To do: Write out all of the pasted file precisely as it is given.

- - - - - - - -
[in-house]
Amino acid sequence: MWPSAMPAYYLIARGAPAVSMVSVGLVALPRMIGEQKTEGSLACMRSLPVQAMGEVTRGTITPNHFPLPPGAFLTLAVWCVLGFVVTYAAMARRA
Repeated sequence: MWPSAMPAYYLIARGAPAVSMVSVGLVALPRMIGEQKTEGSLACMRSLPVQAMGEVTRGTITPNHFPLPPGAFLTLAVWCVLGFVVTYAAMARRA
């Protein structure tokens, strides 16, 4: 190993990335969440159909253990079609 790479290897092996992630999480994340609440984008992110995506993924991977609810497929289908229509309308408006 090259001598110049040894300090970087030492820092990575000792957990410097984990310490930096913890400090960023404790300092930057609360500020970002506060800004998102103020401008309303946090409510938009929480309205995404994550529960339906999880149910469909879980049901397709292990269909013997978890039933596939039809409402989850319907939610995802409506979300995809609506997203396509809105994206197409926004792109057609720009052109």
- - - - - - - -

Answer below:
[in-house]
Amino acid sequence: MWPSAMPAYYLIARGAPAVSMVSVGLVALPRMIGEQKTEGSLACMRSLPVQAMGEVTRGTITPNHFPLPPGAFLTLAVWCVLGFVVTYAAMARRA
Repeated sequence: MWPSAMPAYYLIARGAPAVSMVSVGLVALPRMIGEQKTEGSLACMRSLPVQAMGEVTRGTITPNHFPLPPGAFLTLAVWCVLGFVVTYAAMARRA
């Protein structure tokens, strides 16, 4: 190993990335969440159909253990079609 790479290897092996992630999480994340609440984008992110995506993924991977609810497929289908229509309308408006 090259001598110049040894300090970087030492820092990575000792957990410097984990310490930096913890400090960023404790300092930057609360500020970002506060800004998102103020401008309303946090409510938009929480309205995404994550529960339906999880149910469909879980049901397709292990269909013997978890039933596939039809409402989850319907939610995802409506979300995809609506997203396509809105994206197409926004792109057609720009052109």